Each year, the President of the United States designates February as African American History Month – a national celebration of both the accomplishments of and long struggle for equality for black Americans. In recognition of African American History Month 2011, the Compass has asked Coast Guard men and women about the valuable role mentoring plays in promoting both diversity and mission success in the Coast Guard.
This week, Coast Guard Compass brings you an interview with Lt. j.g. La’Shanda Holmes, the service’s first African American female helicopter pilot, from Coast Guard Air Station Los Angeles where she has been quietly excelling in her first tour as a search and rescue pilot since pinning on her pilot wings in April 2010.
Coast Guard Compass: We’re focusing a lot on the role that mentorship has played in the careers of successful Coast Guard men and women. How important do you think mentorship is to a junior officer hoping to thrive in our Service?
Lt. j.g. Holmes: Mentors are a MUST if you want to be successful. The Coast Guard is so diverse in the backgrounds of people that we serve with everyday. It’s that collective knowledge that we hold as an organization that cannot be kept to ourselves. The progression, future, and safety of the Service depend on it. I have had several mentors in the Coast Guard – such as Lt. Summers, Lt. Menze, Lt. Colbert, Cmdr. Durr, Cmdr. Platt, Capt. Baines, Lt. Cmdr. Merchant, Cmdr. Booker, Lt. Canady … and the list goes on and on. The thing that new members to the Coast Guard need to keep in mind is that mentors are not always going to seek you out. Sometimes you have to do your research and seek them out yourself. And, it is your responsibility to utilize them to the fullest.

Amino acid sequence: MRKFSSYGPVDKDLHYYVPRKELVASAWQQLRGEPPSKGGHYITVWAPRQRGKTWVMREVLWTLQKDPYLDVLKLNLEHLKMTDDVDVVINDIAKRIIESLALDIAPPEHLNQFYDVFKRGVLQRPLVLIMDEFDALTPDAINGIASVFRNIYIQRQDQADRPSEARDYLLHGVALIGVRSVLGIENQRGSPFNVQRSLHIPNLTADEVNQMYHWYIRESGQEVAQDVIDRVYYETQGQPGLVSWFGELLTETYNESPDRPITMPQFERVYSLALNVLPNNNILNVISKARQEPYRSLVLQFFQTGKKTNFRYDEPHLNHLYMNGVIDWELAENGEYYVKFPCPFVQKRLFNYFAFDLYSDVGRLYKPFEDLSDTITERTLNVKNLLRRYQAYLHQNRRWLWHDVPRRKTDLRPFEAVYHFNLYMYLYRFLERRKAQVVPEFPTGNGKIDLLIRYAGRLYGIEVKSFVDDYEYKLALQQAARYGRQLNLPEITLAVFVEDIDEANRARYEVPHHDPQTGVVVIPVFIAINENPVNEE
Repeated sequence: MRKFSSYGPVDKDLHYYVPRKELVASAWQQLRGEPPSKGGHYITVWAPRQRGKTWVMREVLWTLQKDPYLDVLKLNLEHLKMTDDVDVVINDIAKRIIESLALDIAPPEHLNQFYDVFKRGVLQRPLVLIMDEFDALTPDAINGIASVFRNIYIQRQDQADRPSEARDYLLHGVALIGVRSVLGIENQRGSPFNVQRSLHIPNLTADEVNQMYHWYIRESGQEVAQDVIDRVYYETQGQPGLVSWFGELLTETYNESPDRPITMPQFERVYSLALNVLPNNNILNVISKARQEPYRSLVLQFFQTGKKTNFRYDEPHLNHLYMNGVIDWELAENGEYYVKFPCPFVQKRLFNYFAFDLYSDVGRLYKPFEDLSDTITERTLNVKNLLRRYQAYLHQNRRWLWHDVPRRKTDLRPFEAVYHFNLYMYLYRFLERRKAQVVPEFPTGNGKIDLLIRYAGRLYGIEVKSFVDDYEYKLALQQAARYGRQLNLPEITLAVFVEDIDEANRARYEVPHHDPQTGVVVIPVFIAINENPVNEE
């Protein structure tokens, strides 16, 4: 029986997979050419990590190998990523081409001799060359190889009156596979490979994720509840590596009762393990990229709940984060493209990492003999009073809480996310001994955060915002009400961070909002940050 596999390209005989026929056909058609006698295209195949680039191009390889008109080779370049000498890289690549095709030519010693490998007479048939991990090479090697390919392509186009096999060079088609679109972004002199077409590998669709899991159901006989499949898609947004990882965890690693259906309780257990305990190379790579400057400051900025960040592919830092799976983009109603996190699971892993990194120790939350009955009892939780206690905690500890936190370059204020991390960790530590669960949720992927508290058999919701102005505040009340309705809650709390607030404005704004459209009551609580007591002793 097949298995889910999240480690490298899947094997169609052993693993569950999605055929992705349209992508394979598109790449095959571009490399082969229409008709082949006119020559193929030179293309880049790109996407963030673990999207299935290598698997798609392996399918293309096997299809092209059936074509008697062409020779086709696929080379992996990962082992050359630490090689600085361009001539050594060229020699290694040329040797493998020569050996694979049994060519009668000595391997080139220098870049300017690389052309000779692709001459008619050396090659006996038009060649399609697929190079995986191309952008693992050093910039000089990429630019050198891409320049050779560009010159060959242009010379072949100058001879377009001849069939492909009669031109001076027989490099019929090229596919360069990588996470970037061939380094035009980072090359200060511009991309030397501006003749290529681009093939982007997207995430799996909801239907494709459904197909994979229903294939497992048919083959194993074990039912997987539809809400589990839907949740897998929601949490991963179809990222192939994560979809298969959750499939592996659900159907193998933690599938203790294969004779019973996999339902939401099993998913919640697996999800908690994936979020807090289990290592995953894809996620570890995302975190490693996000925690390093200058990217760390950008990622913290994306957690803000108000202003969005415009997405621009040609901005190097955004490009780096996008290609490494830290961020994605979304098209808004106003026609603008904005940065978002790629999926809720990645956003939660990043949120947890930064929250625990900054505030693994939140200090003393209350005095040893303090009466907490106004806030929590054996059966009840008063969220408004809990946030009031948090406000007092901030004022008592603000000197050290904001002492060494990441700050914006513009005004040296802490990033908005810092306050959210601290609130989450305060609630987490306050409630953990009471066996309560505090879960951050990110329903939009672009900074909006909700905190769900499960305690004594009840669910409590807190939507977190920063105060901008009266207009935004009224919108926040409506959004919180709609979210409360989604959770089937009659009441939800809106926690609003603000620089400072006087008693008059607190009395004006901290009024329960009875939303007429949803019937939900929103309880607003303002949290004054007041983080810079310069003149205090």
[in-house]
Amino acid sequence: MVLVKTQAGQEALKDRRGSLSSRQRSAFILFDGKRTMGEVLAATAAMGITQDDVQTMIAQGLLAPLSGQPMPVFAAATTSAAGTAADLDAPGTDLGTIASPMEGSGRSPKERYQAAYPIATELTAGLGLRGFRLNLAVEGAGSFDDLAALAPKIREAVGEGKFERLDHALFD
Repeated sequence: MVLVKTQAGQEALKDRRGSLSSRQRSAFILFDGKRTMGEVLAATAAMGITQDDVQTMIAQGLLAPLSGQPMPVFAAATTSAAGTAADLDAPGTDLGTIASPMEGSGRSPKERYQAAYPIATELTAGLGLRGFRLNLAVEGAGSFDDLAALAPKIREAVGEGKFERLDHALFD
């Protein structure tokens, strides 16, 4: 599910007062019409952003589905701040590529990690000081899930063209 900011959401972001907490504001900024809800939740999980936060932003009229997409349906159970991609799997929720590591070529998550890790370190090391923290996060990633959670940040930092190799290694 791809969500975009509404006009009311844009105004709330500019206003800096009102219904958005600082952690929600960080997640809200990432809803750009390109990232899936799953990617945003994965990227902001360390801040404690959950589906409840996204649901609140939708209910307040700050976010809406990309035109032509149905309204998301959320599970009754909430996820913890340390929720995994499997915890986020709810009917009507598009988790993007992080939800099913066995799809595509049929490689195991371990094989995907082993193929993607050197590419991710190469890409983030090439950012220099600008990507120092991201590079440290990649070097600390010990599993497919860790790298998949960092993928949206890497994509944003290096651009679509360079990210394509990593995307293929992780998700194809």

Coast Guard Compass: Do you think mentoring has impacted your ability to successfully perform your duties?
Lt. j.g. Holmes: In the aviation community, mentorship has paid dividends. Many of the pilots here at Air Station Los Angeles – as well as many of the enlisted personnel – have so much experience and such an advanced knowledge of the aircraft. I try to soak up a little bit from everyone here to help mold me into a great aviator just as they are. Doing so helps me to more quickly identify hazards, make better judgment calls, and apply my book knowledge to the aircraft and the mission.
Coast Guard Compass: Mentors have clearly had a major impact on your career. Have you or are you actively mentoring anyone within the Coast Guard?
Lt. j.g. Holmes: I do actively mentor, mainly because I know how much I needed it when I was new to the organization. An integral part of being a leader and honoring your profession, in my eyes, is giving back, serving and mentoring those behind us. Those we have the opportunity to mentor are going to be the ones carrying on the legacy of the Coast Guard and it is our responsibility to make sure they have all the tools that they need to take the Coast Guard to the next level.
Coast Guard Compass: Any advice you would provide to people looking for a mentor?
Lt. j.g. Holmes: For those seeking mentorship – do your research first, you may be doing yourself a disservice. Sometimes the people that we think would be the best mentors really are the opposite.
Coast Guard Compass: Anything else you would like to add?
Lt. j.g. Holmes: For those providing mentorship, first I say thank you! I’m sure it’s not always easy being taken away from your work or family to provide advice and guidance, but it is much appreciated. You never know, just five minutes of your time can keep a shipmate alive. Please continue to CHALLENGE us and provide opportunities for growth. Allow us to make mistakes, as well as hold us accountable. Share your successes as well as your growing pains. Prepare us to serve, protect and lead the Coast Guard.